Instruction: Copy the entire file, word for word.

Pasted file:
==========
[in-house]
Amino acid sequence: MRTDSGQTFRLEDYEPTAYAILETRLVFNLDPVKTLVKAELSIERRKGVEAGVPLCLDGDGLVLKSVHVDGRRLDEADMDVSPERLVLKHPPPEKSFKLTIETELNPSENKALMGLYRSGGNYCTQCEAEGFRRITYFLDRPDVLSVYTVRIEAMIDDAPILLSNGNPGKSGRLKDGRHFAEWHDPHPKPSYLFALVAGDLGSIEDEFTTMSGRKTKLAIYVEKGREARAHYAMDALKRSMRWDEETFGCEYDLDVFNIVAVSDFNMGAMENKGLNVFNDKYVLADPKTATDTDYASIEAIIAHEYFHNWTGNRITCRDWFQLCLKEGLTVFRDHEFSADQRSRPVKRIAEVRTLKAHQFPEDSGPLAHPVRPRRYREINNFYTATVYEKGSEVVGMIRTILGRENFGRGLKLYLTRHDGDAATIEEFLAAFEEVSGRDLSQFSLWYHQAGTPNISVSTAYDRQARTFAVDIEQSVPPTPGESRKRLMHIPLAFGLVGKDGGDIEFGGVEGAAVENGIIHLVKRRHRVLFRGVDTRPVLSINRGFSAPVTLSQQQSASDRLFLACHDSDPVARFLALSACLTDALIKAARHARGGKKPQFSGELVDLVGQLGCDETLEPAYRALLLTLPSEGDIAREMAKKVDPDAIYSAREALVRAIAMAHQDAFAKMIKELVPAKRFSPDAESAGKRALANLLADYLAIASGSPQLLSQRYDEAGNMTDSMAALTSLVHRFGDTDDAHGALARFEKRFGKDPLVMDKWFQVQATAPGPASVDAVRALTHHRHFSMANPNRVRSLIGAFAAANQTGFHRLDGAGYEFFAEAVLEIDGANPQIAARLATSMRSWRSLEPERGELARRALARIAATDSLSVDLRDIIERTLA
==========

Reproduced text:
[in-house]
Amino acid sequence: MRTDSGQTFRLEDYEPTAYAILETRLVFNLDPVKTLVKAELSIERRKGVEAGVPLCLDGDGLVLKSVHVDGRRLDEADMDVSPERLVLKHPPPEKSFKLTIETELNPSENKALMGLYRSGGNYCTQCEAEGFRRITYFLDRPDVLSVYTVRIEAMIDDAPILLSNGNPGKSGRLKDGRHFAEWHDPHPKPSYLFALVAGDLGSIEDEFTTMSGRKTKLAIYVEKGREARAHYAMDALKRSMRWDEETFGCEYDLDVFNIVAVSDFNMGAMENKGLNVFNDKYVLADPKTATDTDYASIEAIIAHEYFHNWTGNRITCRDWFQLCLKEGLTVFRDHEFSADQRSRPVKRIAEVRTLKAHQFPEDSGPLAHPVRPRRYREINNFYTATVYEKGSEVVGMIRTILGRENFGRGLKLYLTRHDGDAATIEEFLAAFEEVSGRDLSQFSLWYHQAGTPNISVSTAYDRQARTFAVDIEQSVPPTPGESRKRLMHIPLAFGLVGKDGGDIEFGGVEGAAVENGIIHLVKRRHRVLFRGVDTRPVLSINRGFSAPVTLSQQQSASDRLFLACHDSDPVARFLALSACLTDALIKAARHARGGKKPQFSGELVDLVGQLGCDETLEPAYRALLLTLPSEGDIAREMAKKVDPDAIYSAREALVRAIAMAHQDAFAKMIKELVPAKRFSPDAESAGKRALANLLADYLAIASGSPQLLSQRYDEAGNMTDSMAALTSLVHRFGDTDDAHGALARFEKRFGKDPLVMDKWFQVQATAPGPASVDAVRALTHHRHFSMANPNRVRSLIGAFAAANQTGFHRLDGAGYEFFAEAVLEIDGANPQIAARLATSMRSWRSLEPERGELARRALARIAATDSLSVDLRDIIERTLA